Unlike many parts of the world, both HIV-1 and HIV-2 are endemic in West Africa. The work in this thesis was based on a clinic cohort at the Medical Research Council Laboratories in the Gambia and a community cohort based in Caió, a rural village in Guinea-Bissau. Although HIV-2 was the dominant infection in these countries two decades ago, HIV-1 has increased rapidly in recent years. Chapter 3 demonstrates that although HIV-1 CRF02_AG is responsible for most HIV-1 infections in both cohorts, the subtype distribution varies considerably – including the presence of a novel circulating recombinant form (CRF49_cpx) in the Gambia, accounting for approximately 15% of all cases. Chapter 4 applies modern phylogenetic and phylodynamic techniques to viral sequences from rural Guinea-Bissau to characterise the molecular epidemiology and population dynamics of HIV-1 and HIV-2 in this region. Viruses from HIV-2 elite controllers and progressors can share a most recent common ancestor, suggesting that host factors are responsible for the dichotomous outcomes observed in HIV-2 infection. Chapter 5 explores whether humoral immunity plays a role in HIV-2 non-progression. Neutralising antibody responses of remarkable magnitude and breadth are seen in the plasma of HIV-2 infected subjects, yet there is no direct relationship to viral control. Chapter 6 demonstrates that polyfunctional HIV-2 Gag-specific CD8+ T-cell responses are, however, associated with control of HIV-2. The phenotype of these CD8+ T-cells varies from what is thought to be important in HIV-1 control. In contrast to HIV-1, escape from both humoral and cellular immune responses may be limited in HIV-2. The aim of this work was to help understand the spread and transmission of HIV-1 and HIV-2 in West Africa, as well as to provide insight into why most HIV-2 infected individuals behave as long term non-progressors, whereas others progress to AIDS like their HIV-1 infected counterparts.
T cell receptor-transduced regulatory T cells : functional studies in models of graft-versus-host diseaseUttenthal, B. J. January 2012 (has links)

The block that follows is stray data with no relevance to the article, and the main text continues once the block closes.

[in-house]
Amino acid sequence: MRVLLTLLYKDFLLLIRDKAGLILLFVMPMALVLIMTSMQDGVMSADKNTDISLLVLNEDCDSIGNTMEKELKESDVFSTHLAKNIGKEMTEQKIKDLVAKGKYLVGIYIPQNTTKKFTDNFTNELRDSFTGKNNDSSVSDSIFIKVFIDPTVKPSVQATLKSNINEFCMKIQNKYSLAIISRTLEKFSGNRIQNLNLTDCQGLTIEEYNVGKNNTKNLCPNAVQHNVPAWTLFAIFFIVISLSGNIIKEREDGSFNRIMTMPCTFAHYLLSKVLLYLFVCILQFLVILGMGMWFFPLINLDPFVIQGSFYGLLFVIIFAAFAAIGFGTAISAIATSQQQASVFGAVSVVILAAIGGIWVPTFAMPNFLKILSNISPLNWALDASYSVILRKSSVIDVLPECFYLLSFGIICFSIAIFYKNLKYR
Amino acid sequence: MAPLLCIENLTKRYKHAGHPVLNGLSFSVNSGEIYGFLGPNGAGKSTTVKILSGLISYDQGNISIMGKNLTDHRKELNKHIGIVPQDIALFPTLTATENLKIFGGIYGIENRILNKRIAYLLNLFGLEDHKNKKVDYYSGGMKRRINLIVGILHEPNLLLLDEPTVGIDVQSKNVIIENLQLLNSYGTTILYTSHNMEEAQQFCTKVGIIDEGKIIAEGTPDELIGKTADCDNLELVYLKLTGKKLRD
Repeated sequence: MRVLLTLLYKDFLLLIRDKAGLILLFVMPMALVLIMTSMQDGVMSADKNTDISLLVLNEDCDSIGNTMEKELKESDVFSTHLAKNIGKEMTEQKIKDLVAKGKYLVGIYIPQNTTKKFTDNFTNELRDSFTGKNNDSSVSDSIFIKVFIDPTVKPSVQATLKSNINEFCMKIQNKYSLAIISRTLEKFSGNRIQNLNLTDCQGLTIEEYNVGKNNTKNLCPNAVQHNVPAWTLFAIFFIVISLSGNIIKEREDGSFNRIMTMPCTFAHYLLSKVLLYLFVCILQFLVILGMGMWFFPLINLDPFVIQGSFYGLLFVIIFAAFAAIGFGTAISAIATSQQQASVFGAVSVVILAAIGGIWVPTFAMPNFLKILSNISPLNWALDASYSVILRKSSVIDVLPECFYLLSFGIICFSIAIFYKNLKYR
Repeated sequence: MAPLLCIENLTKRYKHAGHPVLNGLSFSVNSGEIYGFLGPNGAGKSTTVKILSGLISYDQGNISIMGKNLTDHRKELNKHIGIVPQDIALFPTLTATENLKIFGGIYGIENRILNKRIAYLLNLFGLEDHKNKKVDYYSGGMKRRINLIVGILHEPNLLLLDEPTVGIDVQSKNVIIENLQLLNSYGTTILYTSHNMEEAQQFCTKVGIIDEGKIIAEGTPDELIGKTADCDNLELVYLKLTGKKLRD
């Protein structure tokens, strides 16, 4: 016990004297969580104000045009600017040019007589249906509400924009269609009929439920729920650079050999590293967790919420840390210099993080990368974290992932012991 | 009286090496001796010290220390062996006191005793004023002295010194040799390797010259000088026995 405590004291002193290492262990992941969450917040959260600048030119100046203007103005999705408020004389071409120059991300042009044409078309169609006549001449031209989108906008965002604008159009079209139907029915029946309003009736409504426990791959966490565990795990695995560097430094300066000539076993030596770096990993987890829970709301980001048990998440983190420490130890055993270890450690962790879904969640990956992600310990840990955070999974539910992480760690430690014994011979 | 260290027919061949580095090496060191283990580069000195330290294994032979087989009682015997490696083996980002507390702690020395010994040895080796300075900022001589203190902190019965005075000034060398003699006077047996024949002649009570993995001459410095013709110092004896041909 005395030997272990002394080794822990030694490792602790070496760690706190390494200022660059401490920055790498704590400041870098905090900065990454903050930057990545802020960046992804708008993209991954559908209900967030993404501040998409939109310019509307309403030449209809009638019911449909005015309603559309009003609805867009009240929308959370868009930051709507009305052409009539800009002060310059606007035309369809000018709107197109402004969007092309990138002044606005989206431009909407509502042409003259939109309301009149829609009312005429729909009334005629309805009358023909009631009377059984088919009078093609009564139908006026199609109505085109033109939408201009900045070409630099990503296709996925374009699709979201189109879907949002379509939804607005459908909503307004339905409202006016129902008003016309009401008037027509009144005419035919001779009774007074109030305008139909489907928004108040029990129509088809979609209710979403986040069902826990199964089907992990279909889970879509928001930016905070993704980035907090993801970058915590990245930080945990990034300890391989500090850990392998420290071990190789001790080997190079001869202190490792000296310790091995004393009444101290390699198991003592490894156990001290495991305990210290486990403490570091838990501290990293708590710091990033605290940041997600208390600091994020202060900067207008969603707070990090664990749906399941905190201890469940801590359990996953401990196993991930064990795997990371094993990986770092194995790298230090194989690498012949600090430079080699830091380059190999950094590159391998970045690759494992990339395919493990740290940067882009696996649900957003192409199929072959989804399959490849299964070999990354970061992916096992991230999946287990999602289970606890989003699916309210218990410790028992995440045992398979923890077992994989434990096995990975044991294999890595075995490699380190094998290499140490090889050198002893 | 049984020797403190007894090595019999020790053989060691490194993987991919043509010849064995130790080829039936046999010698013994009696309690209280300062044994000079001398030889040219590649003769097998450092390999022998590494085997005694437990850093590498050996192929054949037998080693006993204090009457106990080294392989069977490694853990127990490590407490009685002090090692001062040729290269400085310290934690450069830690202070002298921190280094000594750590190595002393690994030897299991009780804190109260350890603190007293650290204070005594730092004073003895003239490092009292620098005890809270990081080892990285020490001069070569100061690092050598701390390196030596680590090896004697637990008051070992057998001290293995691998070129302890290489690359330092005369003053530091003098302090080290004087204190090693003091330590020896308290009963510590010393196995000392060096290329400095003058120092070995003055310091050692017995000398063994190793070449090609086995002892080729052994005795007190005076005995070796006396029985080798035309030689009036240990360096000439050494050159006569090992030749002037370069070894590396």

Alloreactive immune responses directed against malignant cells in recipients of allogeneic haematopoietic stem cell transplants are able to cure patients with haematological cancers. However, such immune responses may cause severe morbidity when directed against healthy recipient tissue, resulting in graft-versus-host disease (GvHD). Naturally occurring regulatory T cells (Tregs) are CD4+ T cells characterized by their expression of the transcription factor Foxp3. Whilst adoptively transferred polyclonal Tregs suppress GvHD in several murine models, their lack of specificity may compromise beneficial immunity against malignancy or infection. The generation of MHC class I-restricted, alloantigen-specific Tregs would allow them to recognize antigen presented directly on GvHD target tissues, concentrating their sites of activation at these tissues and potentially reducing non-specific immune suppression. I have generated ‘converted’ Tregs through retroviral transfer of genes encoding Foxp3 and specific MHC class I-restricted T cell receptors (TCRs) into conventional CD4+ T cells. I used the 2C-TCR, which recognizes the MHC class I molecule H-2Ld, expressed in Balb/c and other H-2d mice, in complex with the ubiquitously expressed peptide p2Ca; and the MH TCR, which recognizes the MHC class I molecule H-2Db, expressed in B6 and other H-2b mice, in complex with the male peptide WMHHNMDLI. In vitro, Foxp3 2C-TCR-transduced B6 CD4+ T cells are hyporesponsive to stimulation and are able to suppress the alloreactive proliferative response of B6 CD4+ and CD8+ T cells to Balb/c splenocytes, consistent with the acquisition of regulatory function. When adoptively transferred to lethally irradiated Balb/c recipients of MHC-mismatched B6 bone marrow and conventional T cells, Foxp3 2C-TCR-transduced B6 CD4+ T cells reduce early proliferation of donor T cells, weight loss and GvHD score in the recipients. Similarly, CD4+ T cells transduced with Foxp3 and the MH-TCR are able to suppress allogeneic responses both in vitro and in vivo. However, while both the 2C-TCR and the MH TCR confer specificity to their cognate antigens in vitro, antigen specificity of suppression is not evident in these in vivo models. In this thesis I show that the endogenous TCR of transduced CD4+ T cells contributes to this lack of specificity, a finding that has important implications for the use of class I-restricted TCRs alongside Foxp3 in CD4+ T cells to direct regulatory activity.